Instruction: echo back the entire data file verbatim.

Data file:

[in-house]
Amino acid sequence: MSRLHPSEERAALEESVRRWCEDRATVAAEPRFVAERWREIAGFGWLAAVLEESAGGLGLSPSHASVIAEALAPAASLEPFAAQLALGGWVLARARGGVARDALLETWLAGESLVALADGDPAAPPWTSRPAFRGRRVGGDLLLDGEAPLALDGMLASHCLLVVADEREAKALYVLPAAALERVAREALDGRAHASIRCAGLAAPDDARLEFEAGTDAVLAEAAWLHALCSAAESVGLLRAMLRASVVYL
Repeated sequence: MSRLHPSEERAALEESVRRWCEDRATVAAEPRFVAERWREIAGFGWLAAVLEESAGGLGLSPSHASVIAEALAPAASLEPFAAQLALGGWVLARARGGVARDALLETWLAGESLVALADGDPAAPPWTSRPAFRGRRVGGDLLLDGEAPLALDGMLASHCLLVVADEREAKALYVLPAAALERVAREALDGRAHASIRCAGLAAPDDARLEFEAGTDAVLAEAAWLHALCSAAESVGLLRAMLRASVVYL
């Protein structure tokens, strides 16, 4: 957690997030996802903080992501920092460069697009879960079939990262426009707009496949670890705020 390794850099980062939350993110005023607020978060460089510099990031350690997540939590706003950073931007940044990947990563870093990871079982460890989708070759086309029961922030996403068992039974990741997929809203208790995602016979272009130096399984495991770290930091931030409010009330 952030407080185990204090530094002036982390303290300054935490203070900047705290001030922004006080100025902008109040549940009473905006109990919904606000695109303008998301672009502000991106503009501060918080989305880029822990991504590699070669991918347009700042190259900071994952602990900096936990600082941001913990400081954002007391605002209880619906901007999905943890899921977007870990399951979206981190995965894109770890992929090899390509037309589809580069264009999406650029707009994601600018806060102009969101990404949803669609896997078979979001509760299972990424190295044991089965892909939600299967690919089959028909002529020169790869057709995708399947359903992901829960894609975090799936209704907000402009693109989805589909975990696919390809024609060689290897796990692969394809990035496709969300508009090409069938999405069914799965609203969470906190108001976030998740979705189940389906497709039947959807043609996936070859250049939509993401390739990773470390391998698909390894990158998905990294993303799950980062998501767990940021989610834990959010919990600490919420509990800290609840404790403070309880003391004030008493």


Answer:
[in-house]
Amino acid sequence: MSRLHPSEERAALEESVRRWCEDRATVAAEPRFVAERWREIAGFGWLAAVLEESAGGLGLSPSHASVIAEALAPAASLEPFAAQLALGGWVLARARGGVARDALLETWLAGESLVALADGDPAAPPWTSRPAFRGRRVGGDLLLDGEAPLALDGMLASHCLLVVADEREAKALYVLPAAALERVAREALDGRAHASIRCAGLAAPDDARLEFEAGTDAVLAEAAWLHALCSAAESVGLLRAMLRASVVYL
Repeated sequence: MSRLHPSEERAALEESVRRWCEDRATVAAEPRFVAERWREIAGFGWLAAVLEESAGGLGLSPSHASVIAEALAPAASLEPFAAQLALGGWVLARARGGVARDALLETWLAGESLVALADGDPAAPPWTSRPAFRGRRVGGDLLLDGEAPLALDGMLASHCLLVVADEREAKALYVLPAAALERVAREALDGRAHASIRCAGLAAPDDARLEFEAGTDAVLAEAAWLHALCSAAESVGLLRAMLRASVVYL
């Protein structure tokens, strides 16, 4: 957690997030996802903080992501920092460069697009879960079939990262426009707009496949670890705020 390794850099980062939350993110005023607020978060460089510099990031350690997540939590706003950073931007940044990947990563870093990871079982460890989708070759086309029961922030996403068992039974990741997929809203208790995602016979272009130096399984495991770290930091931030409010009330 952030407080185990204090530094002036982390303290300054935490203070900047705290001030922004006080100025902008109040549940009473905006109990919904606000695109303008998301672009502000991106503009501060918080989305880029822990991504590699070669991918347009700042190259900071994952602990900096936990600082941001913990400081954002007391605002209880619906901007999905943890899921977007870990399951979206981190995965894109770890992929090899390509037309589809580069264009999406650029707009994601600018806060102009969101990404949803669609896997078979979001509760299972990424190295044991089965892909939600299967690919089959028909002529020169790869057709995708399947359903992901829960894609975090799936209704907000402009693109989805589909975990696919390809024609060689290897796990692969394809990035496709969300508009090409069938999405069914799965609203969470906190108001976030998740979705189940389906497709039947959807043609996936070859250049939509993401390739990773470390391998698909390894990158998905990294993303799950980062998501767990940021989610834990959010919990600490919420509990800290609840404790403070309880003391004030008493």